No collection is complete without proper the identification and labelling of all specimens. Knowing the correct species of your seashells allows you to keep a diverse collection and to observe the differences between shells of the same type. Seashell collecting is a simple activity that complements spending a day at the beach and lets you know about the types of life that live where you swim, along with getting you off the beach blanket and down the shore for a walk.
Clean your shell thoroughly inside and out. Remove as much dirt and growth from the shell as possible.
Record where you found the seashell. Note the beach, the ocean or other body of water that it borders and the city or town that the beach is near. This will help you understand what types of shells you may expect to find in specific areas. For example, the Fighting Conch is typically found in the southern United States near "shallow grassy bays," according to Seashells.org.
Measure the length of the shell. Small seashells are about ¼ to 2 inches long, medium-sized shells are about ¾ to 4 inches and large shells are typically larger than 3 inches. The Fighting Conch is usually classified as a large shell because it grows up to 3 inches in length.
Examine the seashell's shape. Seashells are divided into two basic categories: univalves and bivalves. Univalves are shells with one opening, such as the Fighting Conch, while bivalves have two pieces of shell hinged together at their narrowest point, such as mussels and clams.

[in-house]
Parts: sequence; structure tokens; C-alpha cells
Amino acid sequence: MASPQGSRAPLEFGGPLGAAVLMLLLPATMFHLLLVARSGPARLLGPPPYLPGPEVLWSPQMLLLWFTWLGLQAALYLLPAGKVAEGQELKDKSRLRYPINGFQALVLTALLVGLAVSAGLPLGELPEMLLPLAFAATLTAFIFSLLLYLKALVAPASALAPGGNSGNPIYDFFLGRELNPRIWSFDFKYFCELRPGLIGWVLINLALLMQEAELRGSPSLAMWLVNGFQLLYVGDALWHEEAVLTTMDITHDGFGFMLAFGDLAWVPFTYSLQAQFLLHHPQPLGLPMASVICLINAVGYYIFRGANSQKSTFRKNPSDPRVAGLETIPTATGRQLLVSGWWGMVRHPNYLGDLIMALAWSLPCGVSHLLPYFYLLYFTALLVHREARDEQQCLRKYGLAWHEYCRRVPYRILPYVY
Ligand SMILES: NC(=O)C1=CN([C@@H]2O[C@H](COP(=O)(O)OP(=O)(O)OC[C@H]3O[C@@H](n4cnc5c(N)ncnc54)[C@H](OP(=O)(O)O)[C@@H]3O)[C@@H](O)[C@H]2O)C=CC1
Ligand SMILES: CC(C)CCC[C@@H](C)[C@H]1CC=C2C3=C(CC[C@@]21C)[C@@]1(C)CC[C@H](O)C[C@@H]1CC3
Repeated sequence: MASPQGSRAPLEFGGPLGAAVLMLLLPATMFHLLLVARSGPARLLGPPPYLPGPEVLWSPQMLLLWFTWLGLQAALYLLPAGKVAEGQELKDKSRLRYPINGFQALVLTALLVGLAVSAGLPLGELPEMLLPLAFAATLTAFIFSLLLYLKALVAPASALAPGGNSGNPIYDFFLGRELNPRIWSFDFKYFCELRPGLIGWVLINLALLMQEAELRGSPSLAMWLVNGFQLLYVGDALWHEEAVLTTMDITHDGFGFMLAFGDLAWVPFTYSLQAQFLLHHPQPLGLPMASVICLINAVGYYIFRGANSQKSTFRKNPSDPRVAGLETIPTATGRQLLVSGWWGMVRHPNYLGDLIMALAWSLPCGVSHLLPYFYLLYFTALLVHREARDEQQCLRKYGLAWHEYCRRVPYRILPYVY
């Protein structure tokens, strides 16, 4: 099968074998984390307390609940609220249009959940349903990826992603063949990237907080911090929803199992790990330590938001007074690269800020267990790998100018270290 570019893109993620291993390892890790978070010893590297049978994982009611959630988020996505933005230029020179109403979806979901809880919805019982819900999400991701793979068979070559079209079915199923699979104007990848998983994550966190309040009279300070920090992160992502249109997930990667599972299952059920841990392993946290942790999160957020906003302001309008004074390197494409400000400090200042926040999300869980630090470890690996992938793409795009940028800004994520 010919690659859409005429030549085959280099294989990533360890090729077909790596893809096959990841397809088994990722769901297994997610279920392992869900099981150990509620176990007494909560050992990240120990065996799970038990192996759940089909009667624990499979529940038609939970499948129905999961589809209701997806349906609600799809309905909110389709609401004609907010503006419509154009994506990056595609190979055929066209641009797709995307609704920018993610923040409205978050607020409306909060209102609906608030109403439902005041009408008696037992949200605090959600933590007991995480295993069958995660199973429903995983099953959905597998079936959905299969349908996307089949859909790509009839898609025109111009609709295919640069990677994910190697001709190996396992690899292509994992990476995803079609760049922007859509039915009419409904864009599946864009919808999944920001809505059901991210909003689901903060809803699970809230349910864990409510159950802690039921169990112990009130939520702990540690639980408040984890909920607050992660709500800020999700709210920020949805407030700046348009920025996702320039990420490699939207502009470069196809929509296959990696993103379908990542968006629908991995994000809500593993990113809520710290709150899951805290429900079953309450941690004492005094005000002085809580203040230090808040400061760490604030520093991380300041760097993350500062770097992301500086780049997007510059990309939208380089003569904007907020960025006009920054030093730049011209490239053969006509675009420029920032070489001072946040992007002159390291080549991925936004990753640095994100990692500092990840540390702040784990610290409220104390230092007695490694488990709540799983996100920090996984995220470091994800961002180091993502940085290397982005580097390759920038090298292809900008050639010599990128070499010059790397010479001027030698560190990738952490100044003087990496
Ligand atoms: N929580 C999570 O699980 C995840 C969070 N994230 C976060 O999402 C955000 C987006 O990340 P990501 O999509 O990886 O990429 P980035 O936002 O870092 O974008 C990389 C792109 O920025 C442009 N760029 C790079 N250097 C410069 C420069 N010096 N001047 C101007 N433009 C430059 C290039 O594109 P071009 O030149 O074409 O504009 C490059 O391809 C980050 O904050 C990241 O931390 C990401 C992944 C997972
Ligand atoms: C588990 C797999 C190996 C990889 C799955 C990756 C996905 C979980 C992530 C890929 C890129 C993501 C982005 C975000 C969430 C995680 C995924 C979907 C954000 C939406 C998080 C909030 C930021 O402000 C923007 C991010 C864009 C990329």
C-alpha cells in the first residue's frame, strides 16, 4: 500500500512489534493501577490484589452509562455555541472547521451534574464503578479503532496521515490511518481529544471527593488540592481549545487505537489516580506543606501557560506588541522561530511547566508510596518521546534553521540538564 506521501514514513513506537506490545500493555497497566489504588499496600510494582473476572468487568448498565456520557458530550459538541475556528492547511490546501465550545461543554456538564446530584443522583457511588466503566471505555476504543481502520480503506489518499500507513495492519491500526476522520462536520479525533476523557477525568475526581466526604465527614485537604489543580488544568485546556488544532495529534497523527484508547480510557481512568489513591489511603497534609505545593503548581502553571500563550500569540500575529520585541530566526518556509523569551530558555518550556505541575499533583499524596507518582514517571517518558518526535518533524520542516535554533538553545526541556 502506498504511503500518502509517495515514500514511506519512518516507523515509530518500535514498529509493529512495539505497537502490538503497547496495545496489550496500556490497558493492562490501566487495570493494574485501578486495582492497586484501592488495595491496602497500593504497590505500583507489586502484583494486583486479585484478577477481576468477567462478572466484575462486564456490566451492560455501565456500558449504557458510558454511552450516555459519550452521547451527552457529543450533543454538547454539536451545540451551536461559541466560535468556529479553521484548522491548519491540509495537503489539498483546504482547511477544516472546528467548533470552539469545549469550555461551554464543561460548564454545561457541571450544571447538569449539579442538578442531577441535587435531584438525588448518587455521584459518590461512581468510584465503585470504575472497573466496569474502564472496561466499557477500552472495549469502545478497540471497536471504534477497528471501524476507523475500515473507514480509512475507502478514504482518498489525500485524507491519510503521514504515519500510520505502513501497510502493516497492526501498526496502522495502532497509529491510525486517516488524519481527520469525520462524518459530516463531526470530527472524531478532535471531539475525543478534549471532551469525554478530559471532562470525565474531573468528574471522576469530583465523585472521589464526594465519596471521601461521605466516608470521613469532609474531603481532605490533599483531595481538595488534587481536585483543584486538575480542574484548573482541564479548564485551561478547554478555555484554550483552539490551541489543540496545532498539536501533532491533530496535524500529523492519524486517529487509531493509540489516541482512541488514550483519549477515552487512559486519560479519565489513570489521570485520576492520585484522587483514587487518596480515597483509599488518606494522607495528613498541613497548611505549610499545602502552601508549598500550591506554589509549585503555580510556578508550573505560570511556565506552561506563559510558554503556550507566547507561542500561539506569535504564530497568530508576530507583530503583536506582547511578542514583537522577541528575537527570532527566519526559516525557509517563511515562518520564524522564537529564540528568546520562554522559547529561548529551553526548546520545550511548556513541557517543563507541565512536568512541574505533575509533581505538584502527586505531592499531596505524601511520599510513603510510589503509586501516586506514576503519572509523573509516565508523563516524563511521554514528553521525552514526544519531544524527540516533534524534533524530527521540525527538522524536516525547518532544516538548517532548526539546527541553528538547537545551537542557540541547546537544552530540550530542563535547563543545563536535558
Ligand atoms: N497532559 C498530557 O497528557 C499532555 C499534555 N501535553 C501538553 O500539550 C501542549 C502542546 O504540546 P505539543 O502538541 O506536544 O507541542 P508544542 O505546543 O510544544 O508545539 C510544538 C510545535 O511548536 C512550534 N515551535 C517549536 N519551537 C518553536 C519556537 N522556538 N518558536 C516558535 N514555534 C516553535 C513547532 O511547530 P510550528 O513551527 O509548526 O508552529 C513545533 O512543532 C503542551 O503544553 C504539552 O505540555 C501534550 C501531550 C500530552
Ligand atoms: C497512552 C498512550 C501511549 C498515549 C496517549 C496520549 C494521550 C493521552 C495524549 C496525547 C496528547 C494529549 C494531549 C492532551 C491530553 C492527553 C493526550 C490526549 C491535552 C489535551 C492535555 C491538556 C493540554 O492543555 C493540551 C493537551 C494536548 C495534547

Locate and identify distinguishing markers on the shell. Such markers may be specific colouration patterns, iridescence, spires, texture, shell thickness and unusual formations. The Fighting Conch comes in a variety of colours, such as orange, pink and white, has a distinctive cone-shaped spiral at one end, has a fine point on the other end and a large lip opening along one side. Some features may be caused by the environment, previous violence in the life of the animal and exposure to the sun or beach.
Classify your shell. Seashell types fall into six classes of mollusks, but the most common are gastropods, univalve animals, such as snails and limpets, and bivalves, such as clams, mussels and oysters. Other types of seashells include chitons, squid, octopus and tusk-shaped shells. Many books and websites offer pictures and additional information that help with classification; some are linked in the References and Resources sections.
Always use complete shells for identification purposes. Seashells are defined only as the carapace of mollusks, and animals such as crabs, starfish and sand dollars may not be referenced in some shell guides.
Do not to overcollect; one of each type of seashell is enough to ensure a diverse and interesting collection. Never take a seashell with a live animal inside. Some of them are endangered or protected species.